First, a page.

After losing her beloved staffy of 10 years, finding company in an eight-year-old senior rescue dog has eased the mundanities of lockdown for 87-year-old Newcastle resident Elizabeth Walters.
“I think that they're good for your temperament,” she told Aged Care Insite.
“You have to get up in the morning, because you have to take them outside, and you have to feed them, you have to be strict with yourself in not forgetting them.
“I think it keeps you on your toes.”
Elizabeth began searching online after her 16-year-old dog Nellie was put down earlier this year, an experience that caused her to begin to feel depressed and lonely.
After browsing the RSPCA rescue dog database, she came across a page filled with furry senior dogs, cats and horses, and settled a white Maltese cross.
Within weeks of welcoming Nellie number two into her home, Elizabeth said that she recognised an improvement in her overall wellbeing, and embraced the joy of having a living companion to provide care for.
“It's just the company of having someone in the house with you,” she said.
“That was the thing I noticed most when my husband died, then the dog died, and I thought, ‘I've got no one to look after, what am I going to do?’
“That's why I got a dog, I think it's important.”
Having an animal in later life has been linked to improved mental health, higher levels of physical activity, and greater social interaction.
Studies have found that adult Australians who lived alone with a dog during the first wave of lockdowns experienced decreased feelings of loneliness and were more likely to be mindful.
Despite her precocious nature, spending her days with Nellie has allowed Elizabeth to integrate a new friend into her daily routine of morning walks and afternoon gardening sessions.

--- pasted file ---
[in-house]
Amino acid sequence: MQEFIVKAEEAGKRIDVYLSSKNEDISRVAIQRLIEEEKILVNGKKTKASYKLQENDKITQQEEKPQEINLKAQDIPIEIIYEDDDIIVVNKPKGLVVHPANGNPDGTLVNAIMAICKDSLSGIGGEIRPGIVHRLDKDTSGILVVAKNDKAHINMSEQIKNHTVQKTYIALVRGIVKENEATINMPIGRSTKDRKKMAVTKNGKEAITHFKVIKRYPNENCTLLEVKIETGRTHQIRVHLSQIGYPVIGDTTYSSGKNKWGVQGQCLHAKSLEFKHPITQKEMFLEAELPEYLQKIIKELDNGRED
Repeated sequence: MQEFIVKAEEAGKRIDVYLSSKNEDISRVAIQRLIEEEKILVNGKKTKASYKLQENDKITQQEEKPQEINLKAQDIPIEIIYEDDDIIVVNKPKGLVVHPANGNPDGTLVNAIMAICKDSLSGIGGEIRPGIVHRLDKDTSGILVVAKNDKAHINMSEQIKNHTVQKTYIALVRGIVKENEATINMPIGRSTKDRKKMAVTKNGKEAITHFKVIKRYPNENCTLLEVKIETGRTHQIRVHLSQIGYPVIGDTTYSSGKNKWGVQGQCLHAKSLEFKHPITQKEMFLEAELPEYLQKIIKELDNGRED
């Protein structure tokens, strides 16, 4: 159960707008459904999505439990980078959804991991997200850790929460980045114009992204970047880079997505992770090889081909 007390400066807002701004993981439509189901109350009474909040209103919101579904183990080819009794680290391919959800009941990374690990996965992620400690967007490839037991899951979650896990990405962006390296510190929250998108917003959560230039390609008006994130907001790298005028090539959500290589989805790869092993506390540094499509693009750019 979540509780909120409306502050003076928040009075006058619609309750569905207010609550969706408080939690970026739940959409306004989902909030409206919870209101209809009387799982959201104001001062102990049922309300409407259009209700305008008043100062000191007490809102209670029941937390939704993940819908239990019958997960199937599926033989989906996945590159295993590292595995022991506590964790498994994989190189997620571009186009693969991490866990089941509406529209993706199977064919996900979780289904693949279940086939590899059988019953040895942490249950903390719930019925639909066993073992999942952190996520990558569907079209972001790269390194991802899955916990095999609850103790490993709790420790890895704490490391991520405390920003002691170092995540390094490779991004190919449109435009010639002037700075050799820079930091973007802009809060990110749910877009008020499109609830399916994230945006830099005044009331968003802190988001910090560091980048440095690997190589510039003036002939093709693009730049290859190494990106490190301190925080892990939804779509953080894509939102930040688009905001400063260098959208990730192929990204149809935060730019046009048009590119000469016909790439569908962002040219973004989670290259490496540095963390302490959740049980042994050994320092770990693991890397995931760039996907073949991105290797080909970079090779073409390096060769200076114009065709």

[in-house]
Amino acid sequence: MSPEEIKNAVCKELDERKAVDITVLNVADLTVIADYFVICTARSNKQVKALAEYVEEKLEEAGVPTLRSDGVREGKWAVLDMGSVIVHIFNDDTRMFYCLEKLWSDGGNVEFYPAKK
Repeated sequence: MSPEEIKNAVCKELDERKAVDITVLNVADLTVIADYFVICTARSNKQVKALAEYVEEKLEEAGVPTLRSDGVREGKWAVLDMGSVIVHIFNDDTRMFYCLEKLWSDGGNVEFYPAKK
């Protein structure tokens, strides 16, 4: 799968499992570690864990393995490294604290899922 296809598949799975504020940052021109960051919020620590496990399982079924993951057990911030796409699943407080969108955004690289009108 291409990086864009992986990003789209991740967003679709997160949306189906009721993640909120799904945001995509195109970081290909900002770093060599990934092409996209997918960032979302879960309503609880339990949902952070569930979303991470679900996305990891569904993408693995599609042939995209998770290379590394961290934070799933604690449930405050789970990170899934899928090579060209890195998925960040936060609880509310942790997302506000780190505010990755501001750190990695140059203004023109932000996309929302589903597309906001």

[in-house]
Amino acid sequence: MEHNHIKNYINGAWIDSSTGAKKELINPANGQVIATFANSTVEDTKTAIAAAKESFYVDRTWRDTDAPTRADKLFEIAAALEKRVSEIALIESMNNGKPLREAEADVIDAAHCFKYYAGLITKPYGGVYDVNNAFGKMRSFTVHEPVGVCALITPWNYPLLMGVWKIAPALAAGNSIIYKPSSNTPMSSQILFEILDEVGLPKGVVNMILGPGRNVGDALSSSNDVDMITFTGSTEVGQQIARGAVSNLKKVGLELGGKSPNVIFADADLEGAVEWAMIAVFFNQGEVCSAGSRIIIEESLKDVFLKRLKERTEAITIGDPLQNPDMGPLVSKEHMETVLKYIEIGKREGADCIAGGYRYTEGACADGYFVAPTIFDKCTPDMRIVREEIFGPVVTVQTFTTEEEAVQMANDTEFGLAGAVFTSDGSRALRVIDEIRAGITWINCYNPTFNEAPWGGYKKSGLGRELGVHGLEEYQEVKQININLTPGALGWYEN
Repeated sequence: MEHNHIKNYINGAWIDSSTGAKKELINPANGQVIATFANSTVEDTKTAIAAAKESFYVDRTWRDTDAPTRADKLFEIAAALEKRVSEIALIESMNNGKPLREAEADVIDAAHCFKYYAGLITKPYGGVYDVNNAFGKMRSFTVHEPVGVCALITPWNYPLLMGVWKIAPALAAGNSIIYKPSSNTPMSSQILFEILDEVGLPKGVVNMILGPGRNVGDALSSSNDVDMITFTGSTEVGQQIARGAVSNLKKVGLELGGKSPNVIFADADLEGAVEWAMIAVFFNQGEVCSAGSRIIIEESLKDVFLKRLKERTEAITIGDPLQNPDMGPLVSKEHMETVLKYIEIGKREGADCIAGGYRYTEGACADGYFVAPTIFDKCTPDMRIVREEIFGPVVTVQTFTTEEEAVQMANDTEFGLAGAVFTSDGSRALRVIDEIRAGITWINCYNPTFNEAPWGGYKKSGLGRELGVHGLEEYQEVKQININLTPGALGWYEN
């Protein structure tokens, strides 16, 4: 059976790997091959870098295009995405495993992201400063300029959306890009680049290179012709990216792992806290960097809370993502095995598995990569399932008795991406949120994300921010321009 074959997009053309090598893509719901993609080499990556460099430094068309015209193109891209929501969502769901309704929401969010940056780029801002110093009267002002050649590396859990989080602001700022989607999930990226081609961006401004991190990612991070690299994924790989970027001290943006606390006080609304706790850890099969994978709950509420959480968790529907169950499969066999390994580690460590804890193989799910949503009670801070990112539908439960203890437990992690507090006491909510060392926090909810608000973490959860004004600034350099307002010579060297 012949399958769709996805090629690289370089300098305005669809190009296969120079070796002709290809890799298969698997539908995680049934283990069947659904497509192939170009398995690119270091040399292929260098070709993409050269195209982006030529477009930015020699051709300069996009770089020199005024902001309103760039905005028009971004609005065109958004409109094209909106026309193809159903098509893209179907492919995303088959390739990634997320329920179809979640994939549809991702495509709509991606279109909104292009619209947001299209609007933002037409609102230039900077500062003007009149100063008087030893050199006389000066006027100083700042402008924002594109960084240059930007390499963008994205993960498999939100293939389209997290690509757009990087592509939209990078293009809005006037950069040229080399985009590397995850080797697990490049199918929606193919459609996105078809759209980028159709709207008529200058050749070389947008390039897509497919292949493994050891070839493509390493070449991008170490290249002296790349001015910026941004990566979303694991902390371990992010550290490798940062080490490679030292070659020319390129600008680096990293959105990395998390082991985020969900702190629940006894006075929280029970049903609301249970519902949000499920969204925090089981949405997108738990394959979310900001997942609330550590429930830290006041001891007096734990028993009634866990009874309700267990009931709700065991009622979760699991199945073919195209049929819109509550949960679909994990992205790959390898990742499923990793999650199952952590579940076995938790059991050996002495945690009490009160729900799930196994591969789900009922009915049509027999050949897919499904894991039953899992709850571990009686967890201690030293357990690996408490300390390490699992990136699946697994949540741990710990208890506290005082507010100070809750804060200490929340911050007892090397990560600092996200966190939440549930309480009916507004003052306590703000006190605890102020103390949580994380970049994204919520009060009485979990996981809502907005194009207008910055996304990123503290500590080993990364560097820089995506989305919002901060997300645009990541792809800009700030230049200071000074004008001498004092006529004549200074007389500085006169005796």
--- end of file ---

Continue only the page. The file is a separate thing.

“Because she's eight years old, she has a mind of her own,” she said.
“She's never been taught to walk properly on the lead, so we've had a few little tussles with that.
“Other than that, she's very loving, very pleased to see you, not all that obedient, but we're getting there.”
Over the course of the pandemic, thousands of Australians have turned to dogs and cats to buffer the effects of isolation, with shelters experiencing record highs in pet adoptions.
While waitlists for puppies and kittens stretch on for months, senior rescue dogs and cats are often dismissed by adopters, according to RSPCA spokesperson Helen Trussler.
This sparked the idea to offer older people in the community reduced adoption fees for dogs and cats aged over 10, which was then launched as part of the NSW seniors card scheme in 2020.
“We'd had people come up to us at the store, and they'd say to us, ‘Oh, we'd love to have a pet, we've always been dog owners’, but they're obviously now elderly,” said Trussler.
“And, 'Oh, I'd love to have a pet again,' but they're too fearful to take one on because of the fear of predeceasing them or becoming too sick.
“We thought, you know what, elderly people and elderly cats and dogs are a perfect match for each other because their lifestyle is the same.”
During its first year, the RSPCA seniors for seniors program has rehoused over 50 senior rescue animals to people around the state aged over 60.
The initiative aims to create an ideal match between animal and owner, tailoring the needs of each senior pet to the living situation of its adoptee.
The RSPCA's 'golden oldie' animals have been a triumph, with an overwhelmingly positive response from participants so far, according to Trussler.
“We know that from a companionship, a healthy lifestyle and the cholesterol rates, the heart levels, everything, there's huge health benefits attached to owning an animal later in life,” she said.
“Especially if you've been widowed, or you're an empty nester, or you just generally are isolated, and lots of people are in this day and age.”
If owners are no longer able to look after their pets, the animals are re-fostered under the RSPCA's forever home program.
To find out more about the NSW seniors for seniors program visit here.Do you have an idea for a story?
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